Assessment of income impairment.

Credit release is a process that must be monitored and strictly controlled, as it also indicates when and how to act regarding the collection of debts. It is important for financial management that credits receivable do not stand still in order not to compromise the company’s finances.

Cash flow management

Cash flow controls the inflow and outflow of resources in the day-to-day activities of the organization, recording daily results and also making projections in line with accounts payable and receivable. However, in the cash flow, also known as cash generation, there is a special care in assessing the source of revenues in a more structured way. This is because cash flow is an excellent management tool to indicate whether the company’s operations are generating the expected return. We are not always aware, but it is possible that a business generates negative operating results, but has a positive cash flow. This is a problem, because if only the final result is analyzed, one can be left with the false idea that the company is doing well when, in fact, it is the other way around.

To better understand, it is necessary to know that the cash flow is divided into three distinct flows:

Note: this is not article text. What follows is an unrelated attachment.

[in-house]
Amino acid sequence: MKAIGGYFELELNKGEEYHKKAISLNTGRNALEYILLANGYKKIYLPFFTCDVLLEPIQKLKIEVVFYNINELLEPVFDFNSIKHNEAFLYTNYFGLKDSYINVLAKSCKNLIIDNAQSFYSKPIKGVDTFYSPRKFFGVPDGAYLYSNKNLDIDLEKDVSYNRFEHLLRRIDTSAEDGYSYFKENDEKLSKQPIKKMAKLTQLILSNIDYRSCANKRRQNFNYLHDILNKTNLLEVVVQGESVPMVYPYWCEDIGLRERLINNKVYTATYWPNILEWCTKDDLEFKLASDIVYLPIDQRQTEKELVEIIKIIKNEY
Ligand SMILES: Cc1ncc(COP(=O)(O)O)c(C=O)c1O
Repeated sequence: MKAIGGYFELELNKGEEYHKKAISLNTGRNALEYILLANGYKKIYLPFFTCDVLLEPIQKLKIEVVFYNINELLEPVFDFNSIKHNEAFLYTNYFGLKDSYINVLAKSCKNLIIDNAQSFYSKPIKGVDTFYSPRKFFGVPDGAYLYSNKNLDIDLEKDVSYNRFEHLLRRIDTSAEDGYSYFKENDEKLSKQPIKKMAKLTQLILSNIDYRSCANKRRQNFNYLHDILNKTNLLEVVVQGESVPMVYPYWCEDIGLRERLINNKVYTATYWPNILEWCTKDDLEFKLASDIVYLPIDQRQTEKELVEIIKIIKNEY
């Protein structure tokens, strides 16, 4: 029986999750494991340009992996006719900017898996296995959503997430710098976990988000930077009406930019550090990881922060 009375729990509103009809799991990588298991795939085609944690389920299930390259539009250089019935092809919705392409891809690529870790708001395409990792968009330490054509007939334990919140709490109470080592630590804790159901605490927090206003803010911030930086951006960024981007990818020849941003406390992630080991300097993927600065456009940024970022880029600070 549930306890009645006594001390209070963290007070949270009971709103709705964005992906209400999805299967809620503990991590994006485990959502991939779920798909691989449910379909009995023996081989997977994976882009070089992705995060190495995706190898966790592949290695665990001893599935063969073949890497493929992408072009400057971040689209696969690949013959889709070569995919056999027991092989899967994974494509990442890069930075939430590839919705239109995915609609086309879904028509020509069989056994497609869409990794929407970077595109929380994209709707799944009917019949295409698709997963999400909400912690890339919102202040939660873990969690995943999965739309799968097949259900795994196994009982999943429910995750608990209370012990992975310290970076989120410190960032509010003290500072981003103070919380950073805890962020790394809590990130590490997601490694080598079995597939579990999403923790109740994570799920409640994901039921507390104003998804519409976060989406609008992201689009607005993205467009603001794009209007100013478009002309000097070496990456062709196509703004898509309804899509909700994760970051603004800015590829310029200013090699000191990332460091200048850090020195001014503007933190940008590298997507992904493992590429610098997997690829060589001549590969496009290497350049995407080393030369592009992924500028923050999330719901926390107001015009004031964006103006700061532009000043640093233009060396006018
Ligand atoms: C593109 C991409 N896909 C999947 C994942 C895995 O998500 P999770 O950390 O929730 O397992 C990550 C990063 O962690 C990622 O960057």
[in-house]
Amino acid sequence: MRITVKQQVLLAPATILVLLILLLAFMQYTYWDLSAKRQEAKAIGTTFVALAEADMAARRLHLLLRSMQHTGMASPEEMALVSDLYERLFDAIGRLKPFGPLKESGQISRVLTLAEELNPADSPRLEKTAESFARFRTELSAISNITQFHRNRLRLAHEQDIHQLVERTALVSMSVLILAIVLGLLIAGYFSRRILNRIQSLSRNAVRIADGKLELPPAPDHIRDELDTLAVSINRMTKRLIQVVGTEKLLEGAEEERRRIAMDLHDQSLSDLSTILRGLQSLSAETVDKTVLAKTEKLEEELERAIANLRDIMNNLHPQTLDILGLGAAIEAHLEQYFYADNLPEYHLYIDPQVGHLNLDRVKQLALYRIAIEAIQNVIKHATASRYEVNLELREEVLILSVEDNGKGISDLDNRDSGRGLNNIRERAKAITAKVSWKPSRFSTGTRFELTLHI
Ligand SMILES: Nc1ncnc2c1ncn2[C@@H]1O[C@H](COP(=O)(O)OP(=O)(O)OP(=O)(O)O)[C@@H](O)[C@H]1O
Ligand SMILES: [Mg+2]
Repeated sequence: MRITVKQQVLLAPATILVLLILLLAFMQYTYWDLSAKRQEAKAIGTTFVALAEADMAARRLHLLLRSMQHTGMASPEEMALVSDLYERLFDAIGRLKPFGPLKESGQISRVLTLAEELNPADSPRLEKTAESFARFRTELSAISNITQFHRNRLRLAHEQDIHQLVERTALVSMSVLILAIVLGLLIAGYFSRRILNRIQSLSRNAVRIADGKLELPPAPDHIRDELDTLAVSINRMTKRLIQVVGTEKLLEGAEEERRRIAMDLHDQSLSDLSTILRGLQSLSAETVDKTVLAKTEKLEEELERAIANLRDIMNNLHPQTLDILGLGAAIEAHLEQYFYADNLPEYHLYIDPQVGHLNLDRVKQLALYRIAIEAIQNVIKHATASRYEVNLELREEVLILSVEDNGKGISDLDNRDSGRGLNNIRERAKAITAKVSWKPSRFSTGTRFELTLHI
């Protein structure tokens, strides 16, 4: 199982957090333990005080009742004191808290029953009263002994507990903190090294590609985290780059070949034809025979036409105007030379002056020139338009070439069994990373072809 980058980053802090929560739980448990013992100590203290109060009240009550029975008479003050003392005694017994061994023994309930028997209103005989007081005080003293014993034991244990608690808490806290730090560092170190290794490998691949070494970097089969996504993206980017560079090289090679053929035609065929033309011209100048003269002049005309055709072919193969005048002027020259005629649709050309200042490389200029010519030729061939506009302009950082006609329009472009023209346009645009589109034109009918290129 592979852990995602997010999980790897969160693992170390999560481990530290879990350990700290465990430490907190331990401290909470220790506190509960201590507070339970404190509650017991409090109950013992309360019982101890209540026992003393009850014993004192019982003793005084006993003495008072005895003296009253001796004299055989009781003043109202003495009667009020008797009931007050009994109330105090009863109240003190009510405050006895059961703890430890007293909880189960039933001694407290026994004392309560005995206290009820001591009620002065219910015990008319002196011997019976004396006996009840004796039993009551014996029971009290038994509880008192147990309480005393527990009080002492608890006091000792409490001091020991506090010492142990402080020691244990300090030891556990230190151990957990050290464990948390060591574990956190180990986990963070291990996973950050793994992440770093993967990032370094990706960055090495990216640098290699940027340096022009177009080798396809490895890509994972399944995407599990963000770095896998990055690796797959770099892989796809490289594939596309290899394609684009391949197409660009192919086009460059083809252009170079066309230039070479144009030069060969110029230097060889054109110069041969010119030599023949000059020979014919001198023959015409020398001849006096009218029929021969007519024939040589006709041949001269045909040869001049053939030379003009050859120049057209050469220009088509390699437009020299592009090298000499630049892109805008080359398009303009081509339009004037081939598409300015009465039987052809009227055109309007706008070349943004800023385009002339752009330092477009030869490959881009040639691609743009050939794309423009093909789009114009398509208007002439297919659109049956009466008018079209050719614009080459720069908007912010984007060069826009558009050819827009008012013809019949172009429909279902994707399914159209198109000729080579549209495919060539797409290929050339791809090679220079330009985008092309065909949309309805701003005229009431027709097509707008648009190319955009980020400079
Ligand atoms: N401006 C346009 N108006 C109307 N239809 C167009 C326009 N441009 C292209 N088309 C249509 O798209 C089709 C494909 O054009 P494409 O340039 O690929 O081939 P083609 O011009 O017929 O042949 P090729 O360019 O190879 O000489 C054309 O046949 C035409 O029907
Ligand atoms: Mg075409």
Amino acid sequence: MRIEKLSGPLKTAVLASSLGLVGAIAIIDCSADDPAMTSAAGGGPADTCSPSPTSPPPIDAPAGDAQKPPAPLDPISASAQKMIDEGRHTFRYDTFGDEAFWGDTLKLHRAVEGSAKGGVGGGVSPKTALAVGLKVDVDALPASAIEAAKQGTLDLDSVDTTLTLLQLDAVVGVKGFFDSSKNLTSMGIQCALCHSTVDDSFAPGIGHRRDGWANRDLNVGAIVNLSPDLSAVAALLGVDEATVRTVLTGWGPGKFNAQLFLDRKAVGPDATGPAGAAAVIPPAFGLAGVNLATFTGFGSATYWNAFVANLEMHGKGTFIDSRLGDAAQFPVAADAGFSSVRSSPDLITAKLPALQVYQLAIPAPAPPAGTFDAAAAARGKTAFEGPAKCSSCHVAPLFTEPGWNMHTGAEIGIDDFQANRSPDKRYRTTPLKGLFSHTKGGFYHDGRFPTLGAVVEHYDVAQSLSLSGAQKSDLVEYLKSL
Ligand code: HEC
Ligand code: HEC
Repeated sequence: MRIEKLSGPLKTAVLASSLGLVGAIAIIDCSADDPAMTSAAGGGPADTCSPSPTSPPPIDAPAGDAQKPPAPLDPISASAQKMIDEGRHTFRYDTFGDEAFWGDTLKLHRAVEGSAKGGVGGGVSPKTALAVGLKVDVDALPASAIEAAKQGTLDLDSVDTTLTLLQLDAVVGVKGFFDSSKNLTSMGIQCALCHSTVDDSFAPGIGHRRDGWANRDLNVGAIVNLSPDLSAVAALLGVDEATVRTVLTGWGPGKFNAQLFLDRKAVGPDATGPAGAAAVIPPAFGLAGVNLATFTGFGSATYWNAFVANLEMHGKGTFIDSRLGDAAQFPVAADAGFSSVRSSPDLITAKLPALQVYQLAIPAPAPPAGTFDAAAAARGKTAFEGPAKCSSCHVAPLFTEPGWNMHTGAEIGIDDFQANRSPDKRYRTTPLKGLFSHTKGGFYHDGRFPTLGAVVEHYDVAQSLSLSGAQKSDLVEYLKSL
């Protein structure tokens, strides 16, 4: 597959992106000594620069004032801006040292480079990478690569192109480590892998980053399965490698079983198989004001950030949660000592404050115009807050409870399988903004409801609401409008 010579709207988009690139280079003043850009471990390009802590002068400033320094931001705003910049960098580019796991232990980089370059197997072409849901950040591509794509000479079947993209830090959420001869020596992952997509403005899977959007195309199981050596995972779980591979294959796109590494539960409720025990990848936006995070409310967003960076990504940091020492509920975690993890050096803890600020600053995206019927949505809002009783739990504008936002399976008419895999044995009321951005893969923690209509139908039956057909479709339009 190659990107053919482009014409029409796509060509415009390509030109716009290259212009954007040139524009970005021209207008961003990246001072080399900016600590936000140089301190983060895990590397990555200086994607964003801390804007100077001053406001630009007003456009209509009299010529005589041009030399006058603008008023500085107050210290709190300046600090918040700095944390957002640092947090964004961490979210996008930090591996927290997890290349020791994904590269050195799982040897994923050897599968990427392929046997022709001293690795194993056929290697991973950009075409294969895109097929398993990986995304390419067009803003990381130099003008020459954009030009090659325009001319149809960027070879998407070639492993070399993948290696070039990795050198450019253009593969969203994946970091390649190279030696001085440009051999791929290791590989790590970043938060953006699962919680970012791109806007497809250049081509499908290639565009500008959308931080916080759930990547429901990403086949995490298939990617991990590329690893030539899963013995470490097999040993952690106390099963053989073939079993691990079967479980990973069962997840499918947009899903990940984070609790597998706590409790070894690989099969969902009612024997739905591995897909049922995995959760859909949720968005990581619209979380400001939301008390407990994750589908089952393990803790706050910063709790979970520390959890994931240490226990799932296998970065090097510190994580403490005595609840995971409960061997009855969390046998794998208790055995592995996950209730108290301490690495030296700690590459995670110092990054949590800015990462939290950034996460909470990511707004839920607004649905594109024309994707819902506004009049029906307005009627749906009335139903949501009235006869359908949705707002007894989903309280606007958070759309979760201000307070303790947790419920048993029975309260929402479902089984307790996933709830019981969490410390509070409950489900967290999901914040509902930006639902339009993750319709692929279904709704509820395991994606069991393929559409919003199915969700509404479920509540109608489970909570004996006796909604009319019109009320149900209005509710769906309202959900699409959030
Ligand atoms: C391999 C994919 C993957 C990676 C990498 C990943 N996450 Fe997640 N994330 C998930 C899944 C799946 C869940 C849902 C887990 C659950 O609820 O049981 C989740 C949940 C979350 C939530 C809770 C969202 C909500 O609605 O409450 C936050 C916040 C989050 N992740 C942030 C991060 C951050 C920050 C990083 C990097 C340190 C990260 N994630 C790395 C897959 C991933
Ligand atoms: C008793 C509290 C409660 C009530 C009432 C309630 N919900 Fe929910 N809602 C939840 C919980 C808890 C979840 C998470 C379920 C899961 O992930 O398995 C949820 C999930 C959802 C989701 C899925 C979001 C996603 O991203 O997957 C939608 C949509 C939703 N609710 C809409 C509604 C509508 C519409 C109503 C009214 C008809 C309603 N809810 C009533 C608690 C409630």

cash flow from operations (FCO): indicates how much the company generates cash;
investment cash flow (FCI): indicates the amount invested in assets;
financing cash flow (FCF): indicates movements in equity and third parties.
Now consider the following example, in which two companies (A and B) achieved the same final cash flow value, but from very different sources:

Cashier Company A Company B
FCO  72,000.00 – 20,000.00
FCI – 45,000.00 40,000.00
FCF 10,000.00 17,000.00
Cash variation  37,000.00  37,000.00

As it was possible to observe, two companies with the same financial result have a very different economic health due to the origin of the revenues. It is for this reason that financial management depends on a rigorous detailing of information and uses cash flow statements to make the necessary analyzes, whose basic model is the following:

Cash Flow from Operations

(+) Receipt from customers and others

(-) Payment to suppliers

(-) Payment of employees

(-) Tax payment

(=) Net cash from operating activities

R $ 000,000,000.00

R $ 000,000,000.00

R $ 000,000,000.00

R $ 000,000,000.00

R $ 000,000,000.00

Investment Cash Flow

(+) Sale of assets

(-) Purchase of assets

(=) Net cash from investing activities

R $ 000,000,000.00

R $ 000,000,000.00

R $ 000,000,000.00